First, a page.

California’s repair plan should consider racial health gap

Californians are publicly weighing the idea of ​​reparations for Black Americans, with the state’s Reparations Task Force due to report on its recommendations by July 1. This initiative builds on smaller-scale efforts, like in my hometown of Evanston, Illinois, which in 2021 became the first U.S. city to pledge limited financial reparations for slavery and sanctioned discriminatory housing policies. by the city.

Nationally, much of the conversation about reparations has focused on the financial burdens put in place by slavery and the racist government policies that followed. As a direct result of these factors, the median wealth of white households today is about eight times greater than that of black households in the United States.

This racial wealth gap alone is a strong case for reparations. But it should be joined by an equally glaring and often less recognized health gap: In the United States, black lives are on average years shorter than white lives. And as with the wealth gap, racism is a key culprit.

I’m an anthropologist and epidemiologist who studies health inequalities, and last year I began my testimony before the California Reparations Task Force by recounting stark numbers compiled by the National Center for Health Statistics: life expectancy for black women in the United States is three years lower than for their white counterparts. For men, the difference is a striking five years younger.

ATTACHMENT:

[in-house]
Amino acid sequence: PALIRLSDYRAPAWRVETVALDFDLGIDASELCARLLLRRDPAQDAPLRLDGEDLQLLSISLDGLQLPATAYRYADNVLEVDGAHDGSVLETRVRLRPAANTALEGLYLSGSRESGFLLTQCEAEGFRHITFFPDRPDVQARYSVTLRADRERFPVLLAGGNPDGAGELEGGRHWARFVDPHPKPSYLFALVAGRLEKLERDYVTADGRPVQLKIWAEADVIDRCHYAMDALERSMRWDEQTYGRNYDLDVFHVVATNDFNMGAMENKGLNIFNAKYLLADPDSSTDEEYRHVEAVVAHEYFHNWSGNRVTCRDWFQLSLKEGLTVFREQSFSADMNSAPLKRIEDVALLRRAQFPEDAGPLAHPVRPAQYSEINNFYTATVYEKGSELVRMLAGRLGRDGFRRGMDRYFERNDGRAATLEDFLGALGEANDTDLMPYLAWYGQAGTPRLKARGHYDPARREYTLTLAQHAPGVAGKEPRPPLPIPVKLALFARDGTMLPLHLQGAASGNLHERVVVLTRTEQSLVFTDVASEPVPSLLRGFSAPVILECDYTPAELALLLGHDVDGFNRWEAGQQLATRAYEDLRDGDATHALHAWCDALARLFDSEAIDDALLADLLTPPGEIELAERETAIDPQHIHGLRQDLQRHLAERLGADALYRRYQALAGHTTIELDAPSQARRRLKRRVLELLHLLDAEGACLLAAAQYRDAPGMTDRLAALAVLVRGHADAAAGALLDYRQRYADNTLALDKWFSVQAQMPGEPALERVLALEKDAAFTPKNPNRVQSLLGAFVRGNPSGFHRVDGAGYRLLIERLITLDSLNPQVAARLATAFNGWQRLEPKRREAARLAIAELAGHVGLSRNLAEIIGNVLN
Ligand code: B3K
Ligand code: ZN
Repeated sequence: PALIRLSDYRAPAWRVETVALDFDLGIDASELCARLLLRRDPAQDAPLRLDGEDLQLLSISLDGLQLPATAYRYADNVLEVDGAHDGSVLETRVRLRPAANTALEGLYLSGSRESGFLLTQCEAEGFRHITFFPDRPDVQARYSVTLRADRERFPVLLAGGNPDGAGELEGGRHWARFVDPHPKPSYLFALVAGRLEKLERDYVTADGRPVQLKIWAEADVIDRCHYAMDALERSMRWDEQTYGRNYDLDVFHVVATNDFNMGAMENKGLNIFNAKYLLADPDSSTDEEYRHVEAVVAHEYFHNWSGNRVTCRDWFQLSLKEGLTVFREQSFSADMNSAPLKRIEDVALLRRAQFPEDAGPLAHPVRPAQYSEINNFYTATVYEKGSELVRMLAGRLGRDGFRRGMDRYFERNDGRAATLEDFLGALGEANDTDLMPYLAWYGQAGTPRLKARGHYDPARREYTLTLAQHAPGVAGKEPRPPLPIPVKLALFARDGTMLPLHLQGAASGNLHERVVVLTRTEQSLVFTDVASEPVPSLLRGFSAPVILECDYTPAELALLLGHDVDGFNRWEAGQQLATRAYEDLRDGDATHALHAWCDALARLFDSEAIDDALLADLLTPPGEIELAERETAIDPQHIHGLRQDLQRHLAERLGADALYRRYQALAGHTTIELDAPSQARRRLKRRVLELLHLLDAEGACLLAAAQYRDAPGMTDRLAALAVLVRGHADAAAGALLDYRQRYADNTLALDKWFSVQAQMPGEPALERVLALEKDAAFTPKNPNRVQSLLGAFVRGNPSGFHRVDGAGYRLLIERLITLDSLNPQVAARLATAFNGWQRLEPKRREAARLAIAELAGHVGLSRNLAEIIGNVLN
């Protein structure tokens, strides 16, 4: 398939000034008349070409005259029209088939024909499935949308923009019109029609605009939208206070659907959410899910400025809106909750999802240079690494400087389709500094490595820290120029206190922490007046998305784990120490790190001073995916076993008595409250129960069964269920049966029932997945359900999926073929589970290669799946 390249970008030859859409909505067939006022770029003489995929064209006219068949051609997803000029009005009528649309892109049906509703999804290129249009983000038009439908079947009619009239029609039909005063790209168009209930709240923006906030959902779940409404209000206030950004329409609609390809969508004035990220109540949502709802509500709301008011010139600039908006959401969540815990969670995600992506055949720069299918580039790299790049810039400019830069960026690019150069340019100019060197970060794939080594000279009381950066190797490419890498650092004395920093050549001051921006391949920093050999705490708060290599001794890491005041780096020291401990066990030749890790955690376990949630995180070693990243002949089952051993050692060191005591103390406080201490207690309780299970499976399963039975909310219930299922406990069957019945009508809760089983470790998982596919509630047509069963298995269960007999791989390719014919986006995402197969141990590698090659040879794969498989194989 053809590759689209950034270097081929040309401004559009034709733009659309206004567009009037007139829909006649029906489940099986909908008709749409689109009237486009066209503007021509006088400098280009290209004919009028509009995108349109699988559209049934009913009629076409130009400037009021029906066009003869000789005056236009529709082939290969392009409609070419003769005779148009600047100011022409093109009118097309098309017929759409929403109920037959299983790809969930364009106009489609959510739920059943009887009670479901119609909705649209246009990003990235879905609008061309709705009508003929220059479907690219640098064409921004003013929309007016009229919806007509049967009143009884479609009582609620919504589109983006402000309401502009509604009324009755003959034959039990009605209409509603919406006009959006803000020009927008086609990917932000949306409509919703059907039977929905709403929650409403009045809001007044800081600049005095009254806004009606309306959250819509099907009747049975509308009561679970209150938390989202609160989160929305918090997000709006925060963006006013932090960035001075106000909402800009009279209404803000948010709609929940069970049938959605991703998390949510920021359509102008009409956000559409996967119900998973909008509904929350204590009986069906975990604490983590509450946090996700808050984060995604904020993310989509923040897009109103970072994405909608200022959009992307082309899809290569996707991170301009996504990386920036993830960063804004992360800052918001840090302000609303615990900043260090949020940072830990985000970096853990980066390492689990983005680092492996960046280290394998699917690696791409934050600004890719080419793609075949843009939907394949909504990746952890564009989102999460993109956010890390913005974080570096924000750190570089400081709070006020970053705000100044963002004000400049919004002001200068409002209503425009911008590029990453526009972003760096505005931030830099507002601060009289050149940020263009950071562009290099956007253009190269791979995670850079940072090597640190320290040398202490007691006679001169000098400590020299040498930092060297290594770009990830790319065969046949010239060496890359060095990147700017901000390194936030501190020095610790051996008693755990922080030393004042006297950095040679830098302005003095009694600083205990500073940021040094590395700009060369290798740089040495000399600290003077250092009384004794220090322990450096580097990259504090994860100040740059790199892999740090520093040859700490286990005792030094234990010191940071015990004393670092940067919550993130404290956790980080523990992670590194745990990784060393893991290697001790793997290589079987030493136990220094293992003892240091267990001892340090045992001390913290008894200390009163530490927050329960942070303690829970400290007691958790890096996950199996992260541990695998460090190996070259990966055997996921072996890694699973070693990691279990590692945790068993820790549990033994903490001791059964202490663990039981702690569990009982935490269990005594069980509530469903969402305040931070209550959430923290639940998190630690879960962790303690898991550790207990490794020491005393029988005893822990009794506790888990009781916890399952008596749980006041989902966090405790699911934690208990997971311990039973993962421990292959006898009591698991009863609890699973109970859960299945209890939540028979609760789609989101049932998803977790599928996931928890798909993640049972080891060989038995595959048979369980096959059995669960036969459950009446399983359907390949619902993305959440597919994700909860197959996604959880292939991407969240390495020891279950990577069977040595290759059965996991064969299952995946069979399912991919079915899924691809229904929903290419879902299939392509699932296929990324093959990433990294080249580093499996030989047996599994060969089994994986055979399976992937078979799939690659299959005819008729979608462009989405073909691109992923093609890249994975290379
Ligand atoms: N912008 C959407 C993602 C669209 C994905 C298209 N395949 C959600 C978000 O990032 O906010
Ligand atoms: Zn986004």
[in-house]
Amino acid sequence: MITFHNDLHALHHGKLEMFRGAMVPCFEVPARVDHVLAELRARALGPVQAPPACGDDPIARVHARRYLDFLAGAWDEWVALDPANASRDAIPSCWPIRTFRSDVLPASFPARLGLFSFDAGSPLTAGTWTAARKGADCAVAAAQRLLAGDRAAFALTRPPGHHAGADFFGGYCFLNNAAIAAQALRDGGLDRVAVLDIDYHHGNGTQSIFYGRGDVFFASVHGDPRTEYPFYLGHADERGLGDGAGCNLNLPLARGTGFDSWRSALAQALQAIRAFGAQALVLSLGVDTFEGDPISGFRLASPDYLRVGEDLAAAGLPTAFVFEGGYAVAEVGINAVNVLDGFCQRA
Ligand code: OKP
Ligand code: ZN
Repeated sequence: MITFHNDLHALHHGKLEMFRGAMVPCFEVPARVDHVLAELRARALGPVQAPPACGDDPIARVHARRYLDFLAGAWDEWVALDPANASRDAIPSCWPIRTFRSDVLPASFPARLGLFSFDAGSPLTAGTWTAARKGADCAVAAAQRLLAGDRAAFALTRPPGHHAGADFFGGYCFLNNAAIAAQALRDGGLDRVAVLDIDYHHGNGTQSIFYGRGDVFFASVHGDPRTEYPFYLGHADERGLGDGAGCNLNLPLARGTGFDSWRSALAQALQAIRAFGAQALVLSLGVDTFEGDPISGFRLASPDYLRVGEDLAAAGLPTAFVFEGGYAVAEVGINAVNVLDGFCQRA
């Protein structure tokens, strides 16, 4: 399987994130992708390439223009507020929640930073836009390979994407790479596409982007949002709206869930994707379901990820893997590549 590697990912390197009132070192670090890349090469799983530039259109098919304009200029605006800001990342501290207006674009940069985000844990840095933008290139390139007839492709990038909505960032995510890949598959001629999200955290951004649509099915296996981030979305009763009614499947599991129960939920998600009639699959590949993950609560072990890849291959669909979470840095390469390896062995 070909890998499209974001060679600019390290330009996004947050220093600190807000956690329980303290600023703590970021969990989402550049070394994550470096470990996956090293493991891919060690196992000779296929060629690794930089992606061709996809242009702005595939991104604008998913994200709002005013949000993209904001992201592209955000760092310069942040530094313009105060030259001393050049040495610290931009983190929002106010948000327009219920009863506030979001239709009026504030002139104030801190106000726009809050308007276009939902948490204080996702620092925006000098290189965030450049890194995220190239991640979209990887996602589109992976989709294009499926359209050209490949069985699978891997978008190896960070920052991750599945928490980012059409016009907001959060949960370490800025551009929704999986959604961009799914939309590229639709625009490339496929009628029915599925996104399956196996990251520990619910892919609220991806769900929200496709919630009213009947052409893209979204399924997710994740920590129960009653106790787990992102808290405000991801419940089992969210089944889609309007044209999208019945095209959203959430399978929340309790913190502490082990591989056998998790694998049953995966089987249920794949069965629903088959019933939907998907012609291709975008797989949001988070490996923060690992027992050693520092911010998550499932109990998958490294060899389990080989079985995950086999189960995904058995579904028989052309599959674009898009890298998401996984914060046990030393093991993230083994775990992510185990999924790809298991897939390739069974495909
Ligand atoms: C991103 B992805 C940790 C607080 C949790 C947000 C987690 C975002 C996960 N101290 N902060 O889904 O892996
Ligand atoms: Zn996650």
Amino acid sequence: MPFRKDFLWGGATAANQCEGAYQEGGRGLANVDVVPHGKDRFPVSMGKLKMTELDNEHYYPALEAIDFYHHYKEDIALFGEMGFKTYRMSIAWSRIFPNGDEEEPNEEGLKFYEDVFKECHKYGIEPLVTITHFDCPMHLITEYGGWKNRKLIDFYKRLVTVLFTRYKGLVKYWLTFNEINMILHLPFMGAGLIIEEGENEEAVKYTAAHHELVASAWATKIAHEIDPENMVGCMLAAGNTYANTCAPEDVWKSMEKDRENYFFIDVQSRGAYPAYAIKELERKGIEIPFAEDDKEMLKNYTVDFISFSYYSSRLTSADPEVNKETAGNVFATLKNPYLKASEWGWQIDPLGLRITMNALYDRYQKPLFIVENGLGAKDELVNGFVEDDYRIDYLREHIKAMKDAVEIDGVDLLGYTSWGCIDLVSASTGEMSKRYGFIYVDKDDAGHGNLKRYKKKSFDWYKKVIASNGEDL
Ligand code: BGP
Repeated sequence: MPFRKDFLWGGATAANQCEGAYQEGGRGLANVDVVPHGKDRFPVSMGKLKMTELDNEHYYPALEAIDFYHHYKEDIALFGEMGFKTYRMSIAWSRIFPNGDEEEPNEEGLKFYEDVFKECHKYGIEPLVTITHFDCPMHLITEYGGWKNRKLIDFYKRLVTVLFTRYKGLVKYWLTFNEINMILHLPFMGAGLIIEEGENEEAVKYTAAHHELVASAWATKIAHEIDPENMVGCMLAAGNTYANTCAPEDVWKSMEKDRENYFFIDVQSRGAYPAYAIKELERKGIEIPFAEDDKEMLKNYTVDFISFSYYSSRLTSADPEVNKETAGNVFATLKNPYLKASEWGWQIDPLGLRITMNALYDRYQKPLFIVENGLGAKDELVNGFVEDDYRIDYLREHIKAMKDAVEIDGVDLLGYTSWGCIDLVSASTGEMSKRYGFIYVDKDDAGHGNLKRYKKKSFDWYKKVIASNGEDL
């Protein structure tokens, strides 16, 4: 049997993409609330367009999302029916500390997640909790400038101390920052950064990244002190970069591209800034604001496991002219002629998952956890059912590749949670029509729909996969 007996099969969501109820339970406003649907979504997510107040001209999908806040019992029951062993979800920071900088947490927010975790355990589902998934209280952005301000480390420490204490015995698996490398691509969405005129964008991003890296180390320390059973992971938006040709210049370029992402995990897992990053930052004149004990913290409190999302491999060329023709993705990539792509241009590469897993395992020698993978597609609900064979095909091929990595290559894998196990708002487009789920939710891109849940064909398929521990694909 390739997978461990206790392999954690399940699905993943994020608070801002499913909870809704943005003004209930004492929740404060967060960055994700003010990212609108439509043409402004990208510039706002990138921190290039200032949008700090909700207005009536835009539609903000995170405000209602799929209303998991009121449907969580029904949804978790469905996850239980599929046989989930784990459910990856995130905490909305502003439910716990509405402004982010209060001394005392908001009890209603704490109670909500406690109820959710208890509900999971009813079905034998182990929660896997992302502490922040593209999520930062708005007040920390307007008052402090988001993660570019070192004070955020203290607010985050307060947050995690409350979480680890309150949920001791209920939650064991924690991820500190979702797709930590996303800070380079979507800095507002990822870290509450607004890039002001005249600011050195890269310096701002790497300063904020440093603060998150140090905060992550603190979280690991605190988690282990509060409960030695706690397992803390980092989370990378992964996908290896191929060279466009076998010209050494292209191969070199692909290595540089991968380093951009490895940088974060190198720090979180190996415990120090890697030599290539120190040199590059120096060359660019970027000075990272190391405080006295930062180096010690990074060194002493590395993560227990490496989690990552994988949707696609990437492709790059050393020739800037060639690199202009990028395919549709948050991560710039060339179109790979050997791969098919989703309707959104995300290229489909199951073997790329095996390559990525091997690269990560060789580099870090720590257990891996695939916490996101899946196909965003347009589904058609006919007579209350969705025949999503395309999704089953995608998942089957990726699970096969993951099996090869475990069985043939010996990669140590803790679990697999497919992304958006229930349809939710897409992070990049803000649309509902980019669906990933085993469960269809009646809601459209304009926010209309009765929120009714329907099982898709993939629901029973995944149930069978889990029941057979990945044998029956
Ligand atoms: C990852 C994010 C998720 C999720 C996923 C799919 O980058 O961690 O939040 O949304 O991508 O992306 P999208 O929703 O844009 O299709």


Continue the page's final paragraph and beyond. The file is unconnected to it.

This race gap in health is largely attributable to stress-related illnesses like heart attacks and strokes, and it is not linked to genetic differences. In fact, racial groups do not perfectly match our genes. Rather, they are fluid categories that societies establish in response to cultural norms, defined and perpetuated by those in power to maintain social control.

An example in the United States is the arbitrary Jim Crow-era “drop rule”, aimed at preserving white racial purity in some former slave states. It specified that Americans could only be considered white if they showed no signs of previous intermarriage with people of non-European ancestry. This meant that an American could have majority European ancestry and still be considered black, and the same is true today.

Studies of human genetic diversity tell us that humans evolved in Africa and then relatively recently migrated to other continents. As a result, all human populations outside of Africa, including Europeans and Asians, are in fact only slightly modified subsets of the original African genetic diversity of the human species. Although we may vary in superficial ways, such as skin color or hair type, all people share the vast majority of the same gene pool.

Genetics does not explain the huge racial health gap in America. However, the experience of being Black in America does. Specifically, decades of public health research show that racism is a crucial factor. Racism makes daily interactions more stressful and influences many other factors that affect illness, including quality and access to health care, educational opportunities, and neighborhood characteristics such as air quality, exposure to industrial pollutants and access to healthy food.